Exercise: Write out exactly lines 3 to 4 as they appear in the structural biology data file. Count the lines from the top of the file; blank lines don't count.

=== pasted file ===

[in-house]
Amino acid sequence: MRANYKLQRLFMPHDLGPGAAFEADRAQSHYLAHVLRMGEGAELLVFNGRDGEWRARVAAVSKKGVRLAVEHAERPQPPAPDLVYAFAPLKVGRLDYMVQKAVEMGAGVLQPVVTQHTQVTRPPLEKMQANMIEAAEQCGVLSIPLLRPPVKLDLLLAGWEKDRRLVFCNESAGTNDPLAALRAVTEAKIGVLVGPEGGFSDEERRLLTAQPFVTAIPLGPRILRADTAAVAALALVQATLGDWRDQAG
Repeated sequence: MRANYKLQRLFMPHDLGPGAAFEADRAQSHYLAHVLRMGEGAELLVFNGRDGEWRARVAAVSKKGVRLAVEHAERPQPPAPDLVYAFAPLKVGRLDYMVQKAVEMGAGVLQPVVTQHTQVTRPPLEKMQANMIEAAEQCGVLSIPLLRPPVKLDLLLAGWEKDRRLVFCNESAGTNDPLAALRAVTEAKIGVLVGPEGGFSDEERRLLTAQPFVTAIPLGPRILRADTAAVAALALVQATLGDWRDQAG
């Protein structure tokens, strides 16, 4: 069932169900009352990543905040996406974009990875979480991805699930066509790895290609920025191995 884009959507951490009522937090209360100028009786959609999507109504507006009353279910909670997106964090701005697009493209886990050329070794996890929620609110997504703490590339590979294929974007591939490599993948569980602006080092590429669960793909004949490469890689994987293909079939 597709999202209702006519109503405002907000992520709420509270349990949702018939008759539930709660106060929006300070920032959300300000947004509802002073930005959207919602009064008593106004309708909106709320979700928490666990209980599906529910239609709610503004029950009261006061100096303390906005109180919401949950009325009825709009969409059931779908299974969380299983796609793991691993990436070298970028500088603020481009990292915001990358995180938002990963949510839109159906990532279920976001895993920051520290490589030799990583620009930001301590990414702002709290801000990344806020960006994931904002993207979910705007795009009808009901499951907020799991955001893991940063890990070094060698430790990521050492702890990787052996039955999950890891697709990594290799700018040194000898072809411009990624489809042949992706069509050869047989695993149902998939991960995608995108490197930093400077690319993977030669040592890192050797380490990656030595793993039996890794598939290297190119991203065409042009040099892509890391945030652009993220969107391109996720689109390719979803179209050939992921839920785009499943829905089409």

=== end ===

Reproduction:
Repeated sequence: MRANYKLQRLFMPHDLGPGAAFEADRAQSHYLAHVLRMGEGAELLVFNGRDGEWRARVAAVSKKGVRLAVEHAERPQPPAPDLVYAFAPLKVGRLDYMVQKAVEMGAGVLQPVVTQHTQVTRPPLEKMQANMIEAAEQCGVLSIPLLRPPVKLDLLLAGWEKDRRLVFCNESAGTNDPLAALRAVTEAKIGVLVGPEGGFSDEERRLLTAQPFVTAIPLGPRILRADTAAVAALALVQATLGDWRDQAG
């Protein structure tokens, strides 16, 4: 069932169900009352990543905040996406974009990875979480991805699930066509790895290609920025191995 884009959507951490009522937090209360100028009786959609999507109504507006009353279910909670997106964090701005697009493209886990050329070794996890929620609110997504703490590339590979294929974007591939490599993948569980602006080092590429669960793909004949490469890689994987293909079939 597709999202209702006519109503405002907000992520709420509270349990949702018939008759539930709660106060929006300070920032959300300000947004509802002073930005959207919602009064008593106004309708909106709320979700928490666990209980599906529910239609709610503004029950009261006061100096303390906005109180919401949950009325009825709009969409059931779908299974969380299983796609793991691993990436070298970028500088603020481009990292915001990358995180938002990963949510839109159906990532279920976001895993920051520290490589030799990583620009930001301590990414702002709290801000990344806020960006994931904002993207979910705007795009009808009901499951907020799991955001893991940063890990070094060698430790990521050492702890990787052996039955999950890891697709990594290799700018040194000898072809411009990624489809042949992706069509050869047989695993149902998939991960995608995108490197930093400077690319993977030669040592890192050797380490990656030595793993039996890794598939290297190119991203065409042009040099892509890391945030652009993220969107391109996720689109390719979803179209050939992921839920785009499943829905089409």